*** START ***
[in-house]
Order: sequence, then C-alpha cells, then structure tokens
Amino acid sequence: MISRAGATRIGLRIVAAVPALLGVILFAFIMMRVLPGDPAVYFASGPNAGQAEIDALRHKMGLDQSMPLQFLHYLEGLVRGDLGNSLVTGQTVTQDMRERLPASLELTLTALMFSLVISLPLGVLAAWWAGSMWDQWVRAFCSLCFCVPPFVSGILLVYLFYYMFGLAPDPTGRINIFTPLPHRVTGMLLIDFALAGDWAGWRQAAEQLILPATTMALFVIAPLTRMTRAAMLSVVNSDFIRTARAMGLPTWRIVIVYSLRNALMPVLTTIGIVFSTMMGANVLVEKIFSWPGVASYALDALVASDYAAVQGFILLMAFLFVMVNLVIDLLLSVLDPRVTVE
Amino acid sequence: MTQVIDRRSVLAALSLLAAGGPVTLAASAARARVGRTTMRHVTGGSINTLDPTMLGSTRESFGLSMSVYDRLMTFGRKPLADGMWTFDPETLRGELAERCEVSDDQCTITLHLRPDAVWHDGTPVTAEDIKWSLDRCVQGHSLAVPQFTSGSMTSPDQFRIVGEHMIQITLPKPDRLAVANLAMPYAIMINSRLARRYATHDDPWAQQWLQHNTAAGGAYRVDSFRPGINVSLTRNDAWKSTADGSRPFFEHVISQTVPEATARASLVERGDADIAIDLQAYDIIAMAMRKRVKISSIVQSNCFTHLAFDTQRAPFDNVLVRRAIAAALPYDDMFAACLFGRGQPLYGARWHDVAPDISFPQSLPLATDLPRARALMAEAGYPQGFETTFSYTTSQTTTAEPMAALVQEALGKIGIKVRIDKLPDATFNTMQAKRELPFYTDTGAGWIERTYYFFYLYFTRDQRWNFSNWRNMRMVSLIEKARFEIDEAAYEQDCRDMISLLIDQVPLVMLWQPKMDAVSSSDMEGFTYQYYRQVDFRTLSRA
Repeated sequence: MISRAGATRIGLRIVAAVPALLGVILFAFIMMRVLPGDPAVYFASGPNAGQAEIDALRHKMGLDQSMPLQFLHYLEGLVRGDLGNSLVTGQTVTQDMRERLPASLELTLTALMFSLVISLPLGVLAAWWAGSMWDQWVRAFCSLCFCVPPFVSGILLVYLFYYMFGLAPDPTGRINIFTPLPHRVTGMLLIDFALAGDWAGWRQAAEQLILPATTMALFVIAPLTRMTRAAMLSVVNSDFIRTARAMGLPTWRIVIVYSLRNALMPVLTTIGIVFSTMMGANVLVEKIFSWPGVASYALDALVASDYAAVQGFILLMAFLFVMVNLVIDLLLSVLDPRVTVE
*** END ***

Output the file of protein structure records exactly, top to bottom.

[in-house]
Order: sequence, then C-alpha cells, then structure tokens
Amino acid sequence: MISRAGATRIGLRIVAAVPALLGVILFAFIMMRVLPGDPAVYFASGPNAGQAEIDALRHKMGLDQSMPLQFLHYLEGLVRGDLGNSLVTGQTVTQDMRERLPASLELTLTALMFSLVISLPLGVLAAWWAGSMWDQWVRAFCSLCFCVPPFVSGILLVYLFYYMFGLAPDPTGRINIFTPLPHRVTGMLLIDFALAGDWAGWRQAAEQLILPATTMALFVIAPLTRMTRAAMLSVVNSDFIRTARAMGLPTWRIVIVYSLRNALMPVLTTIGIVFSTMMGANVLVEKIFSWPGVASYALDALVASDYAAVQGFILLMAFLFVMVNLVIDLLLSVLDPRVTVE
Amino acid sequence: MTQVIDRRSVLAALSLLAAGGPVTLAASAARARVGRTTMRHVTGGSINTLDPTMLGSTRESFGLSMSVYDRLMTFGRKPLADGMWTFDPETLRGELAERCEVSDDQCTITLHLRPDAVWHDGTPVTAEDIKWSLDRCVQGHSLAVPQFTSGSMTSPDQFRIVGEHMIQITLPKPDRLAVANLAMPYAIMINSRLARRYATHDDPWAQQWLQHNTAAGGAYRVDSFRPGINVSLTRNDAWKSTADGSRPFFEHVISQTVPEATARASLVERGDADIAIDLQAYDIIAMAMRKRVKISSIVQSNCFTHLAFDTQRAPFDNVLVRRAIAAALPYDDMFAACLFGRGQPLYGARWHDVAPDISFPQSLPLATDLPRARALMAEAGYPQGFETTFSYTTSQTTTAEPMAALVQEALGKIGIKVRIDKLPDATFNTMQAKRELPFYTDTGAGWIERTYYFFYLYFTRDQRWNFSNWRNMRMVSLIEKARFEIDEAAYEQDCRDMISLLIDQVPLVMLWQPKMDAVSSSDMEGFTYQYYRQVDFRTLSRA
Repeated sequence: MISRAGATRIGLRIVAAVPALLGVILFAFIMMRVLPGDPAVYFASGPNAGQAEIDALRHKMGLDQSMPLQFLHYLEGLVRGDLGNSLVTGQTVTQDMRERLPASLELTLTALMFSLVISLPLGVLAAWWAGSMWDQWVRAFCSLCFCVPPFVSGILLVYLFYYMFGLAPDPTGRINIFTPLPHRVTGMLLIDFALAGDWAGWRQAAEQLILPATTMALFVIAPLTRMTRAAMLSVVNSDFIRTARAMGLPTWRIVIVYSLRNALMPVLTTIGIVFSTMMGANVLVEKIFSWPGVASYALDALVASDYAAVQGFILLMAFLFVMVNLVIDLLLSVLDPRVTVE